Trinity Ek

Sunrise on a Monday morning.

He says Mondays are the sunrises of his week. On Mondays, he brews coffee for the two of us and kisses me good morning and sings love songs and dances in his silly cloud-printed underwear in our galley kitchen. Mondays are his favorite; so, Mondays are my favorite, too.

I’m so lucky to call him mine. I adore the way his right eye crinkles more than his left when he smiles full and fierce and the handful of freckles that play in the nooks and crannies of his tall, lanky body. I love his brandy-colored eyes and his hands that are just like mine, except tougher and lengthier. His eyes can’t tell the difference between reds and greens. I remember on our seventh date, I met him in a dress the color of a forest that I spent hours picking out and he said to me: “You always look so beautiful in red.” Even though he cannot see the difference, he still sees the beauty. Paired with his preferred art, photography, he captures sunrises and sunsets that he cannot see. I love him for it.

Tuesdays are different than Mondays. He doesn’t dance in his boxers or kiss me good morning or make me coffee with a spoon of sugar and two of cream. Instead, his words erupt from his mouth. They pummel my body. Every word leaves behind lines of unseen bruises, masked to him and the rest of the world. Though, I feel each one.

Wednesdays are worse than Tuesdays. On Wednesdays, he trades his camera for a brush. His palette: shades of reds and greens. His brush: a bottle of whiskey and a hurricane of jabs painting inside Tuesday’s lines. Him: eyes clouded by alcohol as we tango and waltz about the room. This is rhythm. This is our music. These are the beats that keep us together.

I feel him.

And then I don’t.

He storms out Thursday nights. With his black coat thrown over his arm and dark hair a disaster, he is gone. Collapsing onto our floor, I sit too numb to feel the pain. It’s my fault. It is. I should’ve let him have his way last night. If I would’ve, he wouldn’t be gone. He is now and it’s all my fault. Next week, I will give him all he asks for. Next week, I will be better. And, maybe, next week, he will be better. Right now, he’s gone. He left me with his reds and blues and purples. All I have left are the sunrises and sunsets imprinted on my skin that I’d rather be without.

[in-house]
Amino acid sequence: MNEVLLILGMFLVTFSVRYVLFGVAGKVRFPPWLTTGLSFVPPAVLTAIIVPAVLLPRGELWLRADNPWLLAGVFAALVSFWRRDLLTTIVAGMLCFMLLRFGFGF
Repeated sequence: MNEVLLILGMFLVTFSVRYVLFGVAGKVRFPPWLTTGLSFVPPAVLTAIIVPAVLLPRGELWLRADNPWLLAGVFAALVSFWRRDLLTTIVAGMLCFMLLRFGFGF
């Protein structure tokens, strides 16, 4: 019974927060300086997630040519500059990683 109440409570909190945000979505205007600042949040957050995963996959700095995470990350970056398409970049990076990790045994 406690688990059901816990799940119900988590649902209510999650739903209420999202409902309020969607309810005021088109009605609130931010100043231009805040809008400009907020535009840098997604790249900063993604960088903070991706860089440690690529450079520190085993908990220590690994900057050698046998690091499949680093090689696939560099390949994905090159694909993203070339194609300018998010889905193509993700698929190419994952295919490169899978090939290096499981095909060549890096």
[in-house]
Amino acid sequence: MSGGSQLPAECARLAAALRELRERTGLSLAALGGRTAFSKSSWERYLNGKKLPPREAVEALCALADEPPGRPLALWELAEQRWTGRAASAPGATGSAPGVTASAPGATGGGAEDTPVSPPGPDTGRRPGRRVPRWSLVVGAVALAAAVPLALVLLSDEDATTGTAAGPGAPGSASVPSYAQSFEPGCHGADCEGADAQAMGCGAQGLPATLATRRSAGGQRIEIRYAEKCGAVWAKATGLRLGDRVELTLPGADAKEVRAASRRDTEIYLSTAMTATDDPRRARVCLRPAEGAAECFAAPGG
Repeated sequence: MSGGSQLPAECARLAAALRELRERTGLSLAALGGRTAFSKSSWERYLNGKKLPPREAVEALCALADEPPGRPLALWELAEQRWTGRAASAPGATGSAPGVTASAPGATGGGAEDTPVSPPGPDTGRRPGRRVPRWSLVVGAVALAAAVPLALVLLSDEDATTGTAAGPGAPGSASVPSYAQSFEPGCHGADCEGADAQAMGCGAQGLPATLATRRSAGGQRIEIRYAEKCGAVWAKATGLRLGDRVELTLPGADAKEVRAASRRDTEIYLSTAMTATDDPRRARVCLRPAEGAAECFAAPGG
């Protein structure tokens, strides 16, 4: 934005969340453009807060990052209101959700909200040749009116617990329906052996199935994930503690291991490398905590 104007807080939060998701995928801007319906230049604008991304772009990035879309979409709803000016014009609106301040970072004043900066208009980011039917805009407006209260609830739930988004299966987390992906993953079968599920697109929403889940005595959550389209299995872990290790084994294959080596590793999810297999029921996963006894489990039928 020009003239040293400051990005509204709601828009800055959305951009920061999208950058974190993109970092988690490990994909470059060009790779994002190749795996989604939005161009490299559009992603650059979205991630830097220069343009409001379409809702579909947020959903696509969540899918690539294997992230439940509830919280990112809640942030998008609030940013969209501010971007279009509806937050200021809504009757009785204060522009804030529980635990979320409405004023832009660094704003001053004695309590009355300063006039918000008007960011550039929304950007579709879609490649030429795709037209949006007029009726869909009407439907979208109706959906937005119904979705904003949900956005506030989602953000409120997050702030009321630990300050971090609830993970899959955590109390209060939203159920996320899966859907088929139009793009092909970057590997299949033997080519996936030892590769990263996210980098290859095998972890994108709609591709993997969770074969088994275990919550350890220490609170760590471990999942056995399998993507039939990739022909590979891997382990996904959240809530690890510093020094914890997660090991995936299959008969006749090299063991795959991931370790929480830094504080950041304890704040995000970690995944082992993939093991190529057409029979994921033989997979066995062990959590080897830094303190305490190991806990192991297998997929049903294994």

But Fridays always make up for Thursdays. On Fridays, he comes home with flowers in the kaleidoscopic colors of my skin and presses his lips to my healing jaw. Tears trickle down his face. I sit motionless, silent. His lips hover over my flower-colored skin. He trembles. His lips part. They close. He draws back from me and he speaks. His lips sputter an array of Baby-I-love-you’s and Baby-I-never-meant-to-hurt-you’s and Baby-I-promise-I’ll-never-again’s.

I listen.

I believe him.

I look in the mirror. The fresh purples and blues of my skin gradually turns to reds and fading greens, a reminder to me, but he cannot see the difference. He creeps back into my home, my bed, under my sheets, and I feel him rising up in me, up through my feet and into my core and out of my mouth. I find myself humming his tunes on my way to work and tasting coffee on my breath. Saturday and Sunday allow me to forget and I wake up Mondays to him. I look in the mirror again. Flowers and sunrises and sunsets cover my skin and I see him.

He loves me.

I know he does.

And that’s why I won’t leave.

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